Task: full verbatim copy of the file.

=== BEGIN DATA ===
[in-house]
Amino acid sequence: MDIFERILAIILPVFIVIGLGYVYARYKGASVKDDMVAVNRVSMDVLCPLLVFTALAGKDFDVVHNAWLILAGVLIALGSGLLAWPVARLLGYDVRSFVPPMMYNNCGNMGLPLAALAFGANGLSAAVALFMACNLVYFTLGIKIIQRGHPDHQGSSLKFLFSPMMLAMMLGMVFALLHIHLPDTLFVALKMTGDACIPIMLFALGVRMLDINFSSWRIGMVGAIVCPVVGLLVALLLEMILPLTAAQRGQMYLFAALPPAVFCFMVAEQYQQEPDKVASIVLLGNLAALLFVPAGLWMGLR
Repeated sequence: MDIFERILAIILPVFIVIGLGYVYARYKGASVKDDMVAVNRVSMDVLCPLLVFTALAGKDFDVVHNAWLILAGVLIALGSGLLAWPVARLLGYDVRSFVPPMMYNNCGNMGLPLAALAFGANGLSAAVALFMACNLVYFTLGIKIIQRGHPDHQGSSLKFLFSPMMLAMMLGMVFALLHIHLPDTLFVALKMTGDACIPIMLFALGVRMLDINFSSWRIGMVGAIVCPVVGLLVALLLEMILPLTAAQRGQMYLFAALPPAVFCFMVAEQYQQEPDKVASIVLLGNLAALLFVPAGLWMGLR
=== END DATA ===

[in-house]
Amino acid sequence: MDIFERILAIILPVFIVIGLGYVYARYKGASVKDDMVAVNRVSMDVLCPLLVFTALAGKDFDVVHNAWLILAGVLIALGSGLLAWPVARLLGYDVRSFVPPMMYNNCGNMGLPLAALAFGANGLSAAVALFMACNLVYFTLGIKIIQRGHPDHQGSSLKFLFSPMMLAMMLGMVFALLHIHLPDTLFVALKMTGDACIPIMLFALGVRMLDINFSSWRIGMVGAIVCPVVGLLVALLLEMILPLTAAQRGQMYLFAALPPAVFCFMVAEQYQQEPDKVASIVLLGNLAALLFVPAGLWMGLR
Repeated sequence: MDIFERILAIILPVFIVIGLGYVYARYKGASVKDDMVAVNRVSMDVLCPLLVFTALAGKDFDVVHNAWLILAGVLIALGSGLLAWPVARLLGYDVRSFVPPMMYNNCGNMGLPLAALAFGANGLSAAVALFMACNLVYFTLGIKIIQRGHPDHQGSSLKFLFSPMMLAMMLGMVFALLHIHLPDTLFVALKMTGDACIPIMLFALGVRMLDINFSSWRIGMVGAIVCPVVGLLVALLLEMILPLTAAQRGQMYLFAALPPAVFCFMVAEQYQQEPDKVASIVLLGNLAALLFVPAGLWMGLR